One of the main points of disagreement is the United States demand that the laws of emission reduction be applied to poor developing countries, without providing them with enough aid to change the production processes. If this demand is to be adopted, it would mean that developing countries will stay poor and technologically ill advanced, whereas the technologies of advanced countries were established, over the past years, by using cheap and polluting production processes. However, many other advanced countries are not in agreement with the United States, and poor countries should cooperate with them to develop a firm stand that will not permit the injustice of making developing countries pay the price for cleaning the environment, as they had been made to pay the price of destroying the environment through excessive consumption of natural resources, to satisfy the western industrial machine.


We hope that the American attitude that prioritizes the economical interests of major companies over sustainable development will not set an example to be followed by other countries. We have noticed recently in Arab countries some of those who are demanding a period of respite where priority would be given to development and industrial production while disregarding the environment, in order to increase income levels and follow in the foot steps of advanced countries. On the other hand, there are those who demand that firm environmental sanctions be adopted in the Arab region, similar to those adopted by industrial countries, but without taking into consideration development needs and particular socio-economic situations.


Both attitudes are rejected. It is inconceivable that we should seek to repeat other’s mistakes that destroyed the environment by claiming that since we will always be able to put our hand in a cast, why not break it! Rich countries might have the ability to maneuver and delay the adoption of specific environmental protection measures, because they have the material and technological ability to solve some of the ensuing problems at a later date. However, developing countries lack this ability, and neglecting environmental protection is construed as gambling with their own future.


As for the “environmental extremists” who adopt emotional views, such as refusing to cut any tree or establish any factory, they too have missed the fact that people’s life is the main concern. That is why we might have to agree to limited environmental damage on the short run, if it was necessary to the people’s wellbeing and if it could be rectified in the future.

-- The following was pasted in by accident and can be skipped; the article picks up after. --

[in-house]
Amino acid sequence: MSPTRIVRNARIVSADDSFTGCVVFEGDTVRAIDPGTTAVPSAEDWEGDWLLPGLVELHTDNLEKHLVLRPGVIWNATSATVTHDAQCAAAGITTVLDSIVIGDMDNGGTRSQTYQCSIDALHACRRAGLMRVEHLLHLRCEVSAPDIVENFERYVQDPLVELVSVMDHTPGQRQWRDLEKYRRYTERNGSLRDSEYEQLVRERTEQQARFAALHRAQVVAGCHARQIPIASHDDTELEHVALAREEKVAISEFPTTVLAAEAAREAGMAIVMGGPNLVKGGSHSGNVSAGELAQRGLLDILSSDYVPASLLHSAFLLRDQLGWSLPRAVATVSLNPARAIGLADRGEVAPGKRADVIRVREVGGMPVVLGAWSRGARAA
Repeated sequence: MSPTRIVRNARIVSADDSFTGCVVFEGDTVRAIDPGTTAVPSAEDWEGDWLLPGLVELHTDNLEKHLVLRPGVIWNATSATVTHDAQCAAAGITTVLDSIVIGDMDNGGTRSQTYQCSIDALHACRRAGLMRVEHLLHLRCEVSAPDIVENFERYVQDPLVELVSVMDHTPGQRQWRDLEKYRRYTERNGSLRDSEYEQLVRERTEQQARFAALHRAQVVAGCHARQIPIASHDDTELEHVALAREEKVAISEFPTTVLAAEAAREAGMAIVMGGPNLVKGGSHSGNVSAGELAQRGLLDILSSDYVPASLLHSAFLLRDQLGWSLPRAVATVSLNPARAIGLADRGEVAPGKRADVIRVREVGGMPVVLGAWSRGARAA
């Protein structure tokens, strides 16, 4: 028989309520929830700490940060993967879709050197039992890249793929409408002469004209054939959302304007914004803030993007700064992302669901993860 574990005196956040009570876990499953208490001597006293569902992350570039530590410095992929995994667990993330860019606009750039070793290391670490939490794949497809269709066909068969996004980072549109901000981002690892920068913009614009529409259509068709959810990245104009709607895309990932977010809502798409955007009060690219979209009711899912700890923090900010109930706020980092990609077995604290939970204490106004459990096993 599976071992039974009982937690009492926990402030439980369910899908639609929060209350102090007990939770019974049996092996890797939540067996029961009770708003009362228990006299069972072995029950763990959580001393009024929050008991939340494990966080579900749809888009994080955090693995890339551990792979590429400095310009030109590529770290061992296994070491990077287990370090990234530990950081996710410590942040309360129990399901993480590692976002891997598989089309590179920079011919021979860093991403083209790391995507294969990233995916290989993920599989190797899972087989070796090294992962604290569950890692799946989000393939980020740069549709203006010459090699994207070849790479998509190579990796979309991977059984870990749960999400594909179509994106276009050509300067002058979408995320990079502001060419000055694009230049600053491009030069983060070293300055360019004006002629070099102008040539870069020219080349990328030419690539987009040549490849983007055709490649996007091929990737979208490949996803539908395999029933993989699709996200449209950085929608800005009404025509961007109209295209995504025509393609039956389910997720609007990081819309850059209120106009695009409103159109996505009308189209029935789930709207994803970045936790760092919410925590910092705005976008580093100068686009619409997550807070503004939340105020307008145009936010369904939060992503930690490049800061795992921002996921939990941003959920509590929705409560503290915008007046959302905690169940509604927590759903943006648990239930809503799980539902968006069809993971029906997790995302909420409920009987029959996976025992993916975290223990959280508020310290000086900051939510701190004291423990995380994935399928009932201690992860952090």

The struggle between environment and development can be worked out by setting our priorities and categorizing our concerns according to certain criteria, such as: irreparable damage, health hazards, and the quality of life. Whereas any development venture that could lead to irreparable damage in resources should cease immediately, as should be stopped any polluting activities that constitute a health hazard and even death, according to their degree of danger; in return, we can overlook some development activities that might have negative repercussions on the standard of luxury and the quality of life, if they were needed to eliminate poverty and hardship. The aim of these activities could be considered as a sort of preparation for people to participate in protecting the environment, which in a self-sufficient society becomes a way of life, not just an intellectual luxury.


The apparent contradiction between economy and the environment can be resolved by adopting a transitory system of priorities, that will insure balanced sustainable development.

Arab Environment in 10 Years
ARAB ENVIRONMENT IN 10 YEARS crowns a decade of the series of annual reports produced by the Arab Forum for Environment and Development (AFED) on the state of Arab environment. It tracks and analyzes changes focusing on policies and governance, including level of response and engagement in international environmental treaties. It also highlights developments in six selected priority areas, namely water, energy, air, food, green economy and environmental scientific research.